Why insulate your home?
On average a home loses between 20-30% of its heat through the walls and up to 30% through the roof of the building. There are many simple, yet effective ways to insulate your home. A well-insulated home will reduce your carbon emissions, heat loss, and heating bills. Making your home more comfortable and affordable to heat throughout the year.
Attic/rafter insulation is often the most cost-effective of any energy efficiency upgrade which can be made to a home. Even if your home has insulation in your attic, you may still be losing heat if there is not enough insulation if it is damaged or if it is not correctly installed.
Insulation materials used are semi-rigid insulation boards as well as glass mineral fibre. The amount of insulation required will depend on the depth of the joists or rafters and should be discussed with a contractor.
The effectiveness of an insulating material is measured using a ‘U-value’ – this measures how much heat is conducted through a material and how much heat passes through your home. Correctly installed insulation will have a low U-value meaning small amounts of heat can pass through keeping your home warmer for longer.
The current standard for Attic insulation is 300mm of rockwool or equivalent.
The first step when considering wall insulation is to establish the wall type of your home. There are three main wall types: cavity walls, solid walls and hollow brick walls.
A suitably qualified building contractor will be able to assist you in determining the wall type of your home.
Cavity wall insulation
Cavity wall insulation is a cost-effective method of wall insulation. A cavity wall is made up of two rows of bricks or concrete blocks with a cavity or ‘space’ between them. Many cavity walls can be insulated by injecting insulating material into this cavity from the outside.
To insulate your cavity walls, an installer will drill small holes around 22mm in size at intervals around 1m on the outside wall of your home. Insulation material normally mineral wool or polystyrene beads will be blown into the cavity until the cavity is filled. Once all the insulation is in place, the installer will fill the holes to match the brickwork.
Solid wall insulation
Solid walls have no gap between them and so they cannot be filled with cavity wall insulation. Solid walls can still be insulated and can be insulated through internal or external insulation.
Internal insulation is also known as ‘dry lining’, it involves fixing multiple insulation boards, a vapour barrier and plasterboard to the inner surfaces of your external walls.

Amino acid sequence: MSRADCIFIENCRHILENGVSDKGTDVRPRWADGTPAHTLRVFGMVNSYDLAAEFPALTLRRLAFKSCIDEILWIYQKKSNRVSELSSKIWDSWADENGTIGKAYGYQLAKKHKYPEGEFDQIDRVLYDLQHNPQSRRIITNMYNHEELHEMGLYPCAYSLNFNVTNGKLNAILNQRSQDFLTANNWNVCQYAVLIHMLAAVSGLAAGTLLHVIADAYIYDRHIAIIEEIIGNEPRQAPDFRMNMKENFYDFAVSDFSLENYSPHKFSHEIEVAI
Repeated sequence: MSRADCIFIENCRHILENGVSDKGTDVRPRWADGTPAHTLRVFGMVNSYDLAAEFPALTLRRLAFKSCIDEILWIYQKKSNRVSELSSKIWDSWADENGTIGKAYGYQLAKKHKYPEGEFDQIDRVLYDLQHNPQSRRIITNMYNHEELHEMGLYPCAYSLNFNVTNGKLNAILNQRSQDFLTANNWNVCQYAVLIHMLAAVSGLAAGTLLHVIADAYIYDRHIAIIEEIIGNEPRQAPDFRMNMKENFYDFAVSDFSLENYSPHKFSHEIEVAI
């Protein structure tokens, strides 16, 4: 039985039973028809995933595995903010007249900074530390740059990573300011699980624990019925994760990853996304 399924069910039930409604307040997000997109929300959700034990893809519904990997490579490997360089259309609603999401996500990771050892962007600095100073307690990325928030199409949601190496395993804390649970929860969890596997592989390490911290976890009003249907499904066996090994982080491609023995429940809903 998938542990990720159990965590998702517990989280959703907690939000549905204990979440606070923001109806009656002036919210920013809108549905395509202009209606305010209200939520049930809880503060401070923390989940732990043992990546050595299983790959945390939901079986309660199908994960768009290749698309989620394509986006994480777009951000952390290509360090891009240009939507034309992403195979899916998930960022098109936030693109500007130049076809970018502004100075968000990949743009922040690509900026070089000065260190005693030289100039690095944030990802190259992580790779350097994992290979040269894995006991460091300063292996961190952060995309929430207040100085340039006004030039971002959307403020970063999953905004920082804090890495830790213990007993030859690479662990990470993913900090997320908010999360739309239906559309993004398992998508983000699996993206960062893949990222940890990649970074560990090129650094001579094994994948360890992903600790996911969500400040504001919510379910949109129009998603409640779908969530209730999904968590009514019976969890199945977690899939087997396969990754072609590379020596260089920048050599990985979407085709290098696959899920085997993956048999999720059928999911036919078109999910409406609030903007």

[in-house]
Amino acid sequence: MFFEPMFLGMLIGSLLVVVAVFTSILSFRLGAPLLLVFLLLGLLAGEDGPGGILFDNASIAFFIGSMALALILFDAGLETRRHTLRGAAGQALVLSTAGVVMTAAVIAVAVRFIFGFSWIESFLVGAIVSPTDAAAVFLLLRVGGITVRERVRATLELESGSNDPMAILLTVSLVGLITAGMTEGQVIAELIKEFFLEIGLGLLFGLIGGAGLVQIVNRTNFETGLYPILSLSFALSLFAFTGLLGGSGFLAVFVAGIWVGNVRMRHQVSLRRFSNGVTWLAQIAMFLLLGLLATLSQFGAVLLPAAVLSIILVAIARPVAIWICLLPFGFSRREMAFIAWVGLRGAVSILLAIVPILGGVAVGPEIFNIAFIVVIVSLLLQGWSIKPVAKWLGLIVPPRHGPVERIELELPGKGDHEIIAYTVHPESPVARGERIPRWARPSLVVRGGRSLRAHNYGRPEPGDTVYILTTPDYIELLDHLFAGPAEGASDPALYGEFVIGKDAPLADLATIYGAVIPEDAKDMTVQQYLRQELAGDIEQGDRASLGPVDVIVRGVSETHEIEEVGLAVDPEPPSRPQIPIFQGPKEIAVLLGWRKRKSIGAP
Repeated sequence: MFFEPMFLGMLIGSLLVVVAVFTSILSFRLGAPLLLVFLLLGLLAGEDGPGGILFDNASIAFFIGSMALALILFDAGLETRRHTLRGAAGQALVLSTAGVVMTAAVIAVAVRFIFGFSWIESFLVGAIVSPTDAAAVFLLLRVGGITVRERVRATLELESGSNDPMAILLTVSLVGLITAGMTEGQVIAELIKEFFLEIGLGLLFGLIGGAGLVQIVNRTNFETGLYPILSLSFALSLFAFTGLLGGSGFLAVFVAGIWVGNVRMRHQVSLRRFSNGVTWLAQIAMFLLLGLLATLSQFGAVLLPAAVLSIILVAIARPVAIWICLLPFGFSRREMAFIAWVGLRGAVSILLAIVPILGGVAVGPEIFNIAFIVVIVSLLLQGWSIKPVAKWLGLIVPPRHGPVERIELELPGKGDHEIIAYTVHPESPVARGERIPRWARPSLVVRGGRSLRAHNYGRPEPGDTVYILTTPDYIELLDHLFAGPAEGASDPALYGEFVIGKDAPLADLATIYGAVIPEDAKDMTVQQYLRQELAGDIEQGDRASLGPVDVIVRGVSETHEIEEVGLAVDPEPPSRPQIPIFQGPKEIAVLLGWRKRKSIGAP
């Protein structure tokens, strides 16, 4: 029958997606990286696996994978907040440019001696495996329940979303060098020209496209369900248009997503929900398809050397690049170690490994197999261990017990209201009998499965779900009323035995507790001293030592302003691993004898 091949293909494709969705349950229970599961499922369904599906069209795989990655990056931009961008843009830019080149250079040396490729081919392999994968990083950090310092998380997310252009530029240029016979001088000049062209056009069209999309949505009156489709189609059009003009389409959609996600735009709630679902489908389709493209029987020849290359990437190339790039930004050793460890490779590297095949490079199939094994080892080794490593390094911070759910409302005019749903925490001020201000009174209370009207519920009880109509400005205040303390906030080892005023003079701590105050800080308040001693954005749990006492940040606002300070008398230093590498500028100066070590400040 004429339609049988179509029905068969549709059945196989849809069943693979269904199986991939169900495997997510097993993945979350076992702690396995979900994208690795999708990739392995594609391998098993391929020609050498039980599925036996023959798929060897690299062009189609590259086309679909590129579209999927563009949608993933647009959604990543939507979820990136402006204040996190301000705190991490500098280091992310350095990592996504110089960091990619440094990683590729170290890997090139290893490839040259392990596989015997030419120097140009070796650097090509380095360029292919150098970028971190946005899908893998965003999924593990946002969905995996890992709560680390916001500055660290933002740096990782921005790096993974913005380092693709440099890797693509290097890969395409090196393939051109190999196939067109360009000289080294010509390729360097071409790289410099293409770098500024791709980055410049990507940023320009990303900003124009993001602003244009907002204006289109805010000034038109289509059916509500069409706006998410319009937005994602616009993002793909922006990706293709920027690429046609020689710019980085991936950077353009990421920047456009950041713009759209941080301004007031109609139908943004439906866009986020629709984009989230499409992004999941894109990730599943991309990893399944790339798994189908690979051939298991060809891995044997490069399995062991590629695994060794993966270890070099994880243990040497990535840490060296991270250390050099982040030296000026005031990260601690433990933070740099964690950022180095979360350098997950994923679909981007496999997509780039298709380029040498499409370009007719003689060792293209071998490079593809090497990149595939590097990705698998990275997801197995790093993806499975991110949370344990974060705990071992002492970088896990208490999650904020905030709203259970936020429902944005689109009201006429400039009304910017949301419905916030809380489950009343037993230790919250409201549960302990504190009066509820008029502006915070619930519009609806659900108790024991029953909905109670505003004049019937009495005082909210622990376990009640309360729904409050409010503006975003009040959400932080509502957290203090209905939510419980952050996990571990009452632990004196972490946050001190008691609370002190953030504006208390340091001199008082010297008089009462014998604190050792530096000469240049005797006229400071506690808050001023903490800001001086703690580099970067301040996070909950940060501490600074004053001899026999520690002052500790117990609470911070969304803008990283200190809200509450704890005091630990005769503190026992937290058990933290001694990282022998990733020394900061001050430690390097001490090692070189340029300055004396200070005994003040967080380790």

External wall insulation is the best way to insulate your walls. External wall insulation involves fixing insulation materials such as mineral wool or polystyrene slabs to the outer surface of the wall. The insulation is then covered with a special type of render (plasterwork) to provide weather resistance and a steel of fibreglass mesh is embedded to provide strength and impact resistance. The finish can be smooth, textured, painted, tiled, panelled, pebble-dashed or finished with brick slips.
A home can lose up to 10% of its heat through the floors. Similar to your attic and walls, floors can also be insulated to reduce heat loss.
Insulating the ground floor of your home is an excellent way to keep your home warm. However, floor insulation may not be possible in all homes as this is dependent on the type of floor construction.
Individual homes should be considered with an installer to decide if floor insulation is suitable for your home. Floor insulation is not covered by the SEAI Home Energy Grants Programme.
How do I know if my home has insulation?
To find out if your property is insulated you can ask a registered installer for a borescope inspection. The contractor will drill a small hole in the external wall of your home to determine if the walls are hollow or filled.
It is important to choose the best insulation type for your home – a contractor can do this for you.
Can I get a grant for insulation?
The SEAI Home Energy Grants Programme – offers grants to eligible homeowners to improve the insulation of their home. The grant programme is open to all homeowners, including landlords, whose homes were built and occupied before 2006. For further details including the amount of grant support you may be eligible for click here.